Even so, plaintiffs insist, they need not establish actual malice because neither Salter nor Toth is a reporter or the publisher of a newspaper. Twelve years ago the Supreme Court of Wisconsin observed that the Supreme Court of the United States "has not ruled as to whether the standards governing defamation actions set forth in Gertz [v. Robert Welch, Inc., 418 U.S. 323, 94 S. Ct. 2997, 41 L. Ed. 2d 789 (1974) ] apply to all defendants, or just media defendants." Denny v. Mertz, 106 Wis.2d 636, 660, 318 N.W.2d 141, 152 (1982). There is still doubt whether the Constitution applies the same standards to media and private defendants. Philadelphia Newspapers, Inc. v. Hepps, 475 U.S. 767, 779 n. 4, 106 S. Ct. 1558, 1565 n. 4, 89 L. Ed. 2d 783 (1986); Hutchinson v. Proxmire, 443 U.S. 111, 133 n. 16, 99 S. Ct. 2675, 2687 n. 16, 61 L. Ed. 2d 411 (1979). How the Supreme Court understands the first amendment is, however, neither here nor there. We have been exploring how Wisconsin understands its own law. Denny held that one private person's defamation of another private person should be adjudicated according to the common law, without any special burden on the plaintiff. 106 Wis.2d at 661, 318 N.W.2d at 153. We have concluded, however, that Underwager and Wakefield are not private persons; when talk turns to child abuse, they are public figures. Cases since Denny have made it clear that a public figure must establish that the defendant acted with actual malice. Van Straten, the most recent in this line, collects earlier decisions. None of the cases we could find suggests that Wisconsin imposes a lesser burden on a public figure suing a psychologist or prosecutor than on one suing a reporter.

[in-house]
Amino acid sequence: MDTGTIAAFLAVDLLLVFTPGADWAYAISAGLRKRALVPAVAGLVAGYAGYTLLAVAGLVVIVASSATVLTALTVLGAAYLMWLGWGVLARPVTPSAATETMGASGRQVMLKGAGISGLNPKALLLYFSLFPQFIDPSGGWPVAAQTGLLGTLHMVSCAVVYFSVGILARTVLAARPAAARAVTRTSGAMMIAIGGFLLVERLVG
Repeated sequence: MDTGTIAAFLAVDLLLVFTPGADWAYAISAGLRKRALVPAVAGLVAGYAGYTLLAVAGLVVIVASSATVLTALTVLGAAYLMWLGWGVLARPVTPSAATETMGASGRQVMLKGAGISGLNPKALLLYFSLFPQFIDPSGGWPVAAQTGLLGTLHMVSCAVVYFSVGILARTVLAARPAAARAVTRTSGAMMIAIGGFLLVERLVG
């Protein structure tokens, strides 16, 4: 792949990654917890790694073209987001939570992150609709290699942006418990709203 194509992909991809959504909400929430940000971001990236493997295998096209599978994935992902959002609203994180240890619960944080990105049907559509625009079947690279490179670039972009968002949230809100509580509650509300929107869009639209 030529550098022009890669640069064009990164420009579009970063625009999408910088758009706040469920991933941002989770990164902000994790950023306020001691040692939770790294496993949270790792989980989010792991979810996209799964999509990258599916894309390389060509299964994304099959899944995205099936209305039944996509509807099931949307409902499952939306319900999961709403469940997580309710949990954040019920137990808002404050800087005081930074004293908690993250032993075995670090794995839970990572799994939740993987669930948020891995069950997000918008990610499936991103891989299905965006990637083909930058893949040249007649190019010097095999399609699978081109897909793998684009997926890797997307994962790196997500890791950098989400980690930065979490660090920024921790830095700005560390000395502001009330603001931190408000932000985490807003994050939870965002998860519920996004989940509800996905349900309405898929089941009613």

Actually, we could not find cases either way on this subject; all of Wisconsin's "public figure" cases were against media defendants. Plaintiffs therefore need to persuade us that Wisconsin would establish such a distinction for purposes of its domestic law. Yet they offer no reasons to suppose the state would do so. Just as the public has a strong interest in providing reporters with a qualified privilege to report on current events without fear of liability for accidental misstatements, so the public has a strong interest in protecting scholars and prosecutors. We do not disparage the countervailing private interest in reputation; that is why even the New York Times privilege is qualified rather than absolute. The private interest at stake is not greater when the defendant is a psychologist rather than a reporter; the limited circulation of an unpublished monograph implies that any distinction would run the other way. And the private need for the privilege may well be greater in the case of scholars and prosecutors than in the case of newspapers and broadcasters. Newspapers, magazines, and broadcast stations reap considerable profits from their endeavors, and the obligation to pay damages to those they injure is unlikely to put them out of business or even substantially temper their reports. (Consider that the British press, which lacks the New York Times shield, is today at least as likely as the American press to publish adverse information about public figures.) Psychologists compiling monographs with the aid of research grants, and prosecutors seeking to augment one side's arsenal for trial, do not receive comparable rewards. Exposing such persons to large awards of damages is more apt to lead to silence than are comparable awards against media defendants.